By Gabe Fernandez

Two University of Maryland students are looking to bring the school’s first ever record label to campus.

Mike Houser, a senior mechanical engineering major, and Nick Arnold, a junior communications major, met last semester at a WMUC Radio Third Rail, a weekly concert hosted in the radio station’s live room, and found they shared a common skillset and passion for the more technical side of music.

“I always knew I wanted to do something with music so I took a bunch of audio and musical engineering classes in case the music I was making at the time didn’t take off,” Arnold said. “When Mike mentioned he wanted to start this record label, we linked up and that’s how we got started.”

The duo also discovered that a lot of their knowledge in the field of audio engineering and music business came from hands-on experiences. Arnold got his start from a DJ business in high school while Houser started when he was appointed the station manager at WMUC his freshman year. Both wanted to take the music technical skills they had both learned over the years and apply them in a larger context.

“We thought it’d be cool to start a club where we could sort of benefit the surrounding community and teach people some of the skills we’ve learned over the past couple years,” Houser said.

As a result, the Terrapin Record Label was born. The college record label would not be the first of its kind on a national scale. Both Temple and Drexel University in Philadelphia each have their own campus record labels. Temple’s label, Bell Tower Records, even produced the first album of one of Houser’s favorite bands, Mo Lowda & the Humble.

Both Houser and Arnold hope the Terrapin Record Label can fill a void the university has in terms of music business and music talent.

“The University of Maryland has an extremely vacant spot in terms of music business and I think this could be a very beneficial club to help fill that void,” Houser said.

“There’s a lot of potential and talent here at UMD to fill that void that’s not just in music business, but also in artist culture,” Arnold said. “We need to utilize the community and energize them to get their music out and bring attention to the shows in and outside of campus to help make artists as big as they should be.”

Much like the record labels at other universities, the Terrapin Record Label would look to provide artists with assistance in recording, promotion and other managerial services, according to the two founders. Sometimes the assistance can even come in the next step of artist development as Arnold explained.

“I’ve met a handful of people already who have all of these songs and I’ve asked, ‘So what are you going to do with these?’ And they say, ‘Oh i’m not sure, I just have them here,’” Arnold said. “They have all of this great music on their computer when there are so many people who would love to hear it and see them performed.”

They also want to create space for those who want to be involved in the organization as non-artists who are just interested in gaining experience in music industry-like tasks.

“There will be a fairly good number of people needed for promotional material,” Houser said. “There will also be a need for people who are good with videography, photography and graphic design and to make sure that people get branded correctly.”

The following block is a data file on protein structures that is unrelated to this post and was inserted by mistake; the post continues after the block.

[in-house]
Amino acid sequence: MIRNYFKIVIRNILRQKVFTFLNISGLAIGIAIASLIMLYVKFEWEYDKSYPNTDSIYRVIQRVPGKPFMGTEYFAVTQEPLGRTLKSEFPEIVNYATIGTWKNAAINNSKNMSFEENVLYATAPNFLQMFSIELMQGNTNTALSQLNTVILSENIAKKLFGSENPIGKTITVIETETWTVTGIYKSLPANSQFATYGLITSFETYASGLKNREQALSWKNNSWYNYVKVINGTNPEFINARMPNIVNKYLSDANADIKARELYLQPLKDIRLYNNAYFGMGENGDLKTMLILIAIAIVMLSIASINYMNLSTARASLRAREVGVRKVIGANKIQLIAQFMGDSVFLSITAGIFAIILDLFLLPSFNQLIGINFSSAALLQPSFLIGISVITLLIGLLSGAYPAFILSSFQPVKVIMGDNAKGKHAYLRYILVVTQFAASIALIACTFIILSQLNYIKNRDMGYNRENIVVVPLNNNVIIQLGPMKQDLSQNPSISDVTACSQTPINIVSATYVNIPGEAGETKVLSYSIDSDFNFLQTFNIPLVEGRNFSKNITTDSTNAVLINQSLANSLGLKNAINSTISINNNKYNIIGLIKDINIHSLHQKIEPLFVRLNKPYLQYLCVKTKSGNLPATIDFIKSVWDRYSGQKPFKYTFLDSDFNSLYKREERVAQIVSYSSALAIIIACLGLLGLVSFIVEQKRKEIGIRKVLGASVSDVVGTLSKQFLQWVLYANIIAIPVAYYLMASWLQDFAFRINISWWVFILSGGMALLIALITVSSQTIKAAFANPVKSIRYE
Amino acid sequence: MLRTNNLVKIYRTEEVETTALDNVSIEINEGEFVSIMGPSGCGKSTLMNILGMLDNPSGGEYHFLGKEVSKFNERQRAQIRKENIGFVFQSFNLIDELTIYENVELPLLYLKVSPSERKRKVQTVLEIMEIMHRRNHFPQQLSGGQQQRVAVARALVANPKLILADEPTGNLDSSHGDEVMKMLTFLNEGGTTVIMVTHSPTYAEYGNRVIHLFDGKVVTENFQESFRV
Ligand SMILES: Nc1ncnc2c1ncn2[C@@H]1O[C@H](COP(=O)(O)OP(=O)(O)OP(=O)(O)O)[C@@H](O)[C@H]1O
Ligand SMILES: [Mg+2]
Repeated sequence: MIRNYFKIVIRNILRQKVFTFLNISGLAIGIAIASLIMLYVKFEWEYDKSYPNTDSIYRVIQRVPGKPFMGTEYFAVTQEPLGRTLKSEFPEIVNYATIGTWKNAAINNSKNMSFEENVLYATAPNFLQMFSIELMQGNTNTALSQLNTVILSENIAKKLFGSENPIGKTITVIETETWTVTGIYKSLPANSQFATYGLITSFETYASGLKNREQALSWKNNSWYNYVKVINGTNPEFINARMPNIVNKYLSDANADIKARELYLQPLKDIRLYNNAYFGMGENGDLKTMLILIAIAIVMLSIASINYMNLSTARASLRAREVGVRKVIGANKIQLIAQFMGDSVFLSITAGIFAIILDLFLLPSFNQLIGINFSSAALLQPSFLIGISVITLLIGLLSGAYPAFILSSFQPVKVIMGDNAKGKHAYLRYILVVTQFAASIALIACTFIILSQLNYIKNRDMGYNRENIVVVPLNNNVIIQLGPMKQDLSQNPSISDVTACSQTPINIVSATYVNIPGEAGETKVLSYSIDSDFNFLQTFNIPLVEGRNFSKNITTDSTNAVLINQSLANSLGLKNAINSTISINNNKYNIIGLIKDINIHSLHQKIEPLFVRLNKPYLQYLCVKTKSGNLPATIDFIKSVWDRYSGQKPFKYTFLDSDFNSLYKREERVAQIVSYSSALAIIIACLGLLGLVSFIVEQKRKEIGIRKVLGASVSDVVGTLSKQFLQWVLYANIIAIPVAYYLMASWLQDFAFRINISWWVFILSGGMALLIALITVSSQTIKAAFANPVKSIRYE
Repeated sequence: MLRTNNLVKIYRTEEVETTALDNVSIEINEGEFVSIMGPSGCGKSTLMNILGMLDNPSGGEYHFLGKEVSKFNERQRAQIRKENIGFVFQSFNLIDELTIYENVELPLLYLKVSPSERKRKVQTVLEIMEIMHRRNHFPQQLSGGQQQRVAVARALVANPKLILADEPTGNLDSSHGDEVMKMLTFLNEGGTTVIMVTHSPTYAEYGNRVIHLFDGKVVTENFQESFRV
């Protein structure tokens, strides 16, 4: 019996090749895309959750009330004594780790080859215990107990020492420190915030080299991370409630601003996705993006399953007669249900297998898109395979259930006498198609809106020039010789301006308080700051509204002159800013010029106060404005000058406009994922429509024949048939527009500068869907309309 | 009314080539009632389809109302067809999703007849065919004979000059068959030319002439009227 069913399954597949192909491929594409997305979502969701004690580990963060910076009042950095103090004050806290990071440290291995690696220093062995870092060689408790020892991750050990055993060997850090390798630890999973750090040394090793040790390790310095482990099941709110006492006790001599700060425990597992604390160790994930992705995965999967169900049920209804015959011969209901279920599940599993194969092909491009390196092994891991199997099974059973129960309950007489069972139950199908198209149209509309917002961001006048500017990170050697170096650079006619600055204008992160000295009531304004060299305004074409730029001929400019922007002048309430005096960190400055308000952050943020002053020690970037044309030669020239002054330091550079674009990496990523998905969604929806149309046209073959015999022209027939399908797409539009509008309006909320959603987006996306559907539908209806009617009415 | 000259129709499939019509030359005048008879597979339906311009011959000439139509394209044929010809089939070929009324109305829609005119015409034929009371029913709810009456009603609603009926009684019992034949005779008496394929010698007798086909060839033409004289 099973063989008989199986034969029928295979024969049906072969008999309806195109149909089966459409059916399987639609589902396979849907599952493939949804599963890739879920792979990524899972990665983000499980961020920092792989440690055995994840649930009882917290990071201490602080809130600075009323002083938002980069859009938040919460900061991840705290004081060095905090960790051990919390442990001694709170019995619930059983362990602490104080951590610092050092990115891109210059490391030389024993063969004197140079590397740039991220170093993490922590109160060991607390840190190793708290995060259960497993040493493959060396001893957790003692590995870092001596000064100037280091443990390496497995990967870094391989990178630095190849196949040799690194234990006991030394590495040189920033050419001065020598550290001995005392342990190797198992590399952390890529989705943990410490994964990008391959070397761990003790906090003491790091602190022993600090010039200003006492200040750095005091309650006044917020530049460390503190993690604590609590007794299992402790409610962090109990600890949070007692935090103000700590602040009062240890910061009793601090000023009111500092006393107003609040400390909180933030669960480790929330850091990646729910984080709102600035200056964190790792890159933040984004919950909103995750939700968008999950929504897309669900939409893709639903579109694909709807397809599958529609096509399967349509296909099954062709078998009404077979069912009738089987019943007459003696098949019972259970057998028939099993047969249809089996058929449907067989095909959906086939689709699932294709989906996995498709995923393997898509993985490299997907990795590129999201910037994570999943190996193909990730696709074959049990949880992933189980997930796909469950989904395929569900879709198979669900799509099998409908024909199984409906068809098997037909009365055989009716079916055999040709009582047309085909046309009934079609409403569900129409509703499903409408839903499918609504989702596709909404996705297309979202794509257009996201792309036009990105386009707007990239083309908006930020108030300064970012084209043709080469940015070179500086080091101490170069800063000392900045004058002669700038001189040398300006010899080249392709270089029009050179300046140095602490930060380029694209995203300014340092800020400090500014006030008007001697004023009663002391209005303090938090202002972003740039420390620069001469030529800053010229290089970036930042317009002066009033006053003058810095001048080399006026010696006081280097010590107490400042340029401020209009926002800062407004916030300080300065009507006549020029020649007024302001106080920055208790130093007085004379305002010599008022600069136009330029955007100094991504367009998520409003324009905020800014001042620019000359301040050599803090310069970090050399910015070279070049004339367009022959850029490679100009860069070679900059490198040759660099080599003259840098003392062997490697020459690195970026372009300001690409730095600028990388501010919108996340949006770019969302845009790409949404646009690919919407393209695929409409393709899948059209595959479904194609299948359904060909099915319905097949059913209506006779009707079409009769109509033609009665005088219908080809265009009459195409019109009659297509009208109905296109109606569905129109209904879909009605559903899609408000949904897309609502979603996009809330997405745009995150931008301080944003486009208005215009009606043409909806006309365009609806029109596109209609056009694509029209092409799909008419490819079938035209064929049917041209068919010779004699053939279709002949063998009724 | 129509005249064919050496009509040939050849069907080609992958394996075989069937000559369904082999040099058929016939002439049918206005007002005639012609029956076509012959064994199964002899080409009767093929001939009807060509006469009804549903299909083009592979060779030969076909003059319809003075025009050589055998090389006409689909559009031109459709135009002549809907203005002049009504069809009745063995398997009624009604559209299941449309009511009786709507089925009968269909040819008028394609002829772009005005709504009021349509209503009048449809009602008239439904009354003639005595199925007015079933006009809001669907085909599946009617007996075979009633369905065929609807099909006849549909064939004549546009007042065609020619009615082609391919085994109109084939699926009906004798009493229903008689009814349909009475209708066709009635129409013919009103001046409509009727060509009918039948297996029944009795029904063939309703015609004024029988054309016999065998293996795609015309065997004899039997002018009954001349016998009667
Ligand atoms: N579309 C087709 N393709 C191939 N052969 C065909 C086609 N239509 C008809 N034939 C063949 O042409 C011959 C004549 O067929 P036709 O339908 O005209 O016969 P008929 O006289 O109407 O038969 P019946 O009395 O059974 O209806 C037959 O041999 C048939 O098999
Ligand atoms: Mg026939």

“There are a lot of different areas we’re trying to cover for involvement but the idea is mostly development,” Arnold said. “In every aspect of this label, we want to open it up and have it more be a learning, give-and-take experience for everyone, not just the artists, but also the members.”

Ultimately, both Houser and Arnold have made it clear their goal is not to get everyone on campus to listen to one genre, even one label. They just want to make a meaningful impact in the musical community of College Park and the surrounding D.C. Metro area in terms of support.

“The dream is that everyone on campus at least knows that we can be a source that artists and bands can go to,” Arnold said. “You know where to go if you want to get a record done and recorded. We want to keep people in the know that this is a thing that exists that will help artists as much as it can and if we could do that, that’d be great.”

“For the record label itself I want to support local artists who are really talented but might not have the funds to go forth and produces a record and advertise themselves or have the knowledge base to put something together,” Houser said. “Five years from now, I hope we’re still getting bands and artists from the university and the larger DMV area, and promoting bands and artists in a way they couldn’t have done themselves.”

For any questions about becoming a part of Terrapin Record Label as a member or as an artist, email Mike at or Nick at

Featured Photo Credit: Mike Houser (left) and Nick Arnold (right) hope to create the first on-campus record label at the University of Maryland. (Gabe Fernandez/Bloc Photographer)

Gabe Fernandez is a senior journalism major and can be reached at

One response to “Terrapin Record Label Makes (Sound) Waves in College Park”

  1. […] recently performed an acoustic set (in the absence of Belski) for the Terrapin Record Label Showcase April 9 as the featured artist of the semester, having been signed by the label after […]

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